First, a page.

Clichés are boring! Clichés have been around the block; they’ve run their course. Clichés are what you write when you don’t have the energy or inspiration to think of something original to say. It’s alright to use them in your first draft, as thinking of a better metaphor may take time and interrupt your flow, but always try to cut them when editing your writing. Your readers don’t want to see a cliché; they want to see a fresh, new metaphor that gets them thinking in different and exciting ways.
George Orwell said "Never use a metaphor, simile, or other figure of speech which you are used to seeing in print". We use clichés all the time when we are speaking because they are great for conveying a concept quickly. When you're writing a cliché is boring because you are not saying anything new (you're just repeating a cliché).
When you edit your writing, try and underline or highlight every cliché that you come across. Try to brainstorm a fresh metaphor to replace each cliché, for example, if you’re trying to replace “she was happy as a lark,” think of what other things are happy, or think of situations in which you are happy and magnify them. For instance, maybe you have a penchant for chocolate, which might lead to Charlie and the Chocolate factory, which might lead you to “she felt as if she’d just found Willy Wonka’s golden ticket”.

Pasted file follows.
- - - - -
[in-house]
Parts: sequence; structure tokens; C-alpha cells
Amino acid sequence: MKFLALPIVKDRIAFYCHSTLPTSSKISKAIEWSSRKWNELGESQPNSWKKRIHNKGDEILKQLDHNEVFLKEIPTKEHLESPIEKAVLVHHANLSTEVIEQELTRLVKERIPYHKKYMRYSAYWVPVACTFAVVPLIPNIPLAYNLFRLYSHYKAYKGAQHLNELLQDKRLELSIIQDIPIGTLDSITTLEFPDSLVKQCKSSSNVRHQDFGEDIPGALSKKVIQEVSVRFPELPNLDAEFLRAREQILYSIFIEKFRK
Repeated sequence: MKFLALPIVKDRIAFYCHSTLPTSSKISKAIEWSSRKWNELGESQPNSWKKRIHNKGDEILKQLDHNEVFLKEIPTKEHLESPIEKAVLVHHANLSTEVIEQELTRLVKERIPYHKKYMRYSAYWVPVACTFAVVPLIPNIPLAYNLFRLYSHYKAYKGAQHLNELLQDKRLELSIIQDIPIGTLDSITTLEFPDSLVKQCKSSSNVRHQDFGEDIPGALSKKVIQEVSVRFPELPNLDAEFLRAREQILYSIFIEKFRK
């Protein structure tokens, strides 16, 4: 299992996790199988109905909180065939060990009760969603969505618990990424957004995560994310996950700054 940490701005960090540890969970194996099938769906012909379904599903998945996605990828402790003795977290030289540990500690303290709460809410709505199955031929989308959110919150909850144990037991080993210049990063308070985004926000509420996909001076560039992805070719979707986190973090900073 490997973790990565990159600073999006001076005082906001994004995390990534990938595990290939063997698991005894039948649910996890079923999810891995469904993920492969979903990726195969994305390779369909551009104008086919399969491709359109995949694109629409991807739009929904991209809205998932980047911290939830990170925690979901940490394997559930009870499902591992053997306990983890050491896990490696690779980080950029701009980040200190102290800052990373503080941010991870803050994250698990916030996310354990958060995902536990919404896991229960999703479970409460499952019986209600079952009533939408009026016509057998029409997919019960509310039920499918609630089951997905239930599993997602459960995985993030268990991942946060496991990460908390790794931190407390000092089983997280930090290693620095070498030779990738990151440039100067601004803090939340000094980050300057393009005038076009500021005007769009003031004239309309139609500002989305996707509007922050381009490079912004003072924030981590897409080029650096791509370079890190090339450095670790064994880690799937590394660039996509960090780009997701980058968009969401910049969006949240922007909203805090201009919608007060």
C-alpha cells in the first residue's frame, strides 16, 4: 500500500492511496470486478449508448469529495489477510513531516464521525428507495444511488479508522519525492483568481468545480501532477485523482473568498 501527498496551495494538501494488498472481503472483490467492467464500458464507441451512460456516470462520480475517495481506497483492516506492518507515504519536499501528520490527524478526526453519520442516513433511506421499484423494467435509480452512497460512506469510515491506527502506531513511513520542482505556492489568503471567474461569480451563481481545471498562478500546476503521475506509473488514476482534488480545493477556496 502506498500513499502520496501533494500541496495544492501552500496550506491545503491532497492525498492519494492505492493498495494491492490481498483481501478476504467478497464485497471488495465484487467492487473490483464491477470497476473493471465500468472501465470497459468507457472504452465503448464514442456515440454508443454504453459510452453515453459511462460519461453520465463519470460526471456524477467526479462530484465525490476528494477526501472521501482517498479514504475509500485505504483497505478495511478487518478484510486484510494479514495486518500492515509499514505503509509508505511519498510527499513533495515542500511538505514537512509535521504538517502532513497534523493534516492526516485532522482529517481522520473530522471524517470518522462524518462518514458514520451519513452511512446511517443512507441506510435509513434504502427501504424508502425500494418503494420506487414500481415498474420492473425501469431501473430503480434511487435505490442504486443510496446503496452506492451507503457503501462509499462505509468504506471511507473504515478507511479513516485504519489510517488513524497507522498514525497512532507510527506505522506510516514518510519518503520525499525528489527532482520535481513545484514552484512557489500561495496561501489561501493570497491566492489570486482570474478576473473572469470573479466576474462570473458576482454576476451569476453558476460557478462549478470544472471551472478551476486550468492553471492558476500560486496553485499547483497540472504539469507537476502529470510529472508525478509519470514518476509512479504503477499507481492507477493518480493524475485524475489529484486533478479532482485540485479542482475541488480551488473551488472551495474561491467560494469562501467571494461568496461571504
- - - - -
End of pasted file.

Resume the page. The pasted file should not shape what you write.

A good writer may create and reject over a dozen images before finding the right one, so don’t worry if it takes you a while.
ProWritingAid will highlight any clichés that it finds in your writing so that you can replace them with a fresh metaphor.
Try our writing improvement software.Next improve your writing tip: Improve your Writing Tip #7 - Don't repeat yourself